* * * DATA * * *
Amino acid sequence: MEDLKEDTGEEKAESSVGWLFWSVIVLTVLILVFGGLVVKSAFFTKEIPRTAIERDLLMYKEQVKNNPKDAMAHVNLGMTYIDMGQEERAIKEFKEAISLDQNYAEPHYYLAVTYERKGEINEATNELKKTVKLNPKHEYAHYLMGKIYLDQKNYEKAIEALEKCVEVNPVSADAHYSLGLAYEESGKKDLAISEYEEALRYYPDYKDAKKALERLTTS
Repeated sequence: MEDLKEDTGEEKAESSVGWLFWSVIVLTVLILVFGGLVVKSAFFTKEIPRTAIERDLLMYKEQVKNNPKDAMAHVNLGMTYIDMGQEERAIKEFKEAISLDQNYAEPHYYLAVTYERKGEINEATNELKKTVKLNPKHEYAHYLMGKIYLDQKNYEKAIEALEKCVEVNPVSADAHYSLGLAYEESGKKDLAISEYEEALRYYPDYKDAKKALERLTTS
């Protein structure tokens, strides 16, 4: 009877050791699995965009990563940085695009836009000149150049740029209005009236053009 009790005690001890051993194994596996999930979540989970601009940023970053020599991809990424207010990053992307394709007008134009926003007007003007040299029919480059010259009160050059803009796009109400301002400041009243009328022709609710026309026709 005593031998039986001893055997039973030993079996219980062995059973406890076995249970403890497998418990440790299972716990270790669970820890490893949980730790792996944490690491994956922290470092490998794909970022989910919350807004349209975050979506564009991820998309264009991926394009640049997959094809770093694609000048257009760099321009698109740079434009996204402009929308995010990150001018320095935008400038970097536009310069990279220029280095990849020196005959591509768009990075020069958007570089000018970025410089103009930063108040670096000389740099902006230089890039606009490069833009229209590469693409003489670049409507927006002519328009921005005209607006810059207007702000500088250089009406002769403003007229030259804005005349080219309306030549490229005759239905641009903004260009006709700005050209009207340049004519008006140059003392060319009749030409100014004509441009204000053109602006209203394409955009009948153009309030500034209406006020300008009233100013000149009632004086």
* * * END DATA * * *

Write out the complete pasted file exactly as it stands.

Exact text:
Amino acid sequence: MEDLKEDTGEEKAESSVGWLFWSVIVLTVLILVFGGLVVKSAFFTKEIPRTAIERDLLMYKEQVKNNPKDAMAHVNLGMTYIDMGQEERAIKEFKEAISLDQNYAEPHYYLAVTYERKGEINEATNELKKTVKLNPKHEYAHYLMGKIYLDQKNYEKAIEALEKCVEVNPVSADAHYSLGLAYEESGKKDLAISEYEEALRYYPDYKDAKKALERLTTS
Repeated sequence: MEDLKEDTGEEKAESSVGWLFWSVIVLTVLILVFGGLVVKSAFFTKEIPRTAIERDLLMYKEQVKNNPKDAMAHVNLGMTYIDMGQEERAIKEFKEAISLDQNYAEPHYYLAVTYERKGEINEATNELKKTVKLNPKHEYAHYLMGKIYLDQKNYEKAIEALEKCVEVNPVSADAHYSLGLAYEESGKKDLAISEYEEALRYYPDYKDAKKALERLTTS
């Protein structure tokens, strides 16, 4: 009877050791699995965009990563940085695009836009000149150049740029209005009236053009 009790005690001890051993194994596996999930979540989970601009940023970053020599991809990424207010990053992307394709007008134009926003007007003007040299029919480059010259009160050059803009796009109400301002400041009243009328022709609710026309026709 005593031998039986001893055997039973030993079996219980062995059973406890076995249970403890497998418990440790299972716990270790669970820890490893949980730790792996944490690491994956922290470092490998794909970022989910919350807004349209975050979506564009991820998309264009991926394009640049997959094809770093694609000048257009760099321009698109740079434009996204402009929308995010990150001018320095935008400038970097536009310069990279220029280095990849020196005959591509768009990075020069958007570089000018970025410089103009930063108040670096000389740099902006230089890039606009490069833009229209590469693409003489670049409507927006002519328009921005005209607006810059207007702000500088250089009406002769403003007229030259804005005349080219309306030549490229005759239905641009903004260009006709700005050209009207340049004519008006140059003392060319009749030409100014004509441009204000053109602006209203394409955009009948153009309030500034209406006020300008009233100013000149009632004086």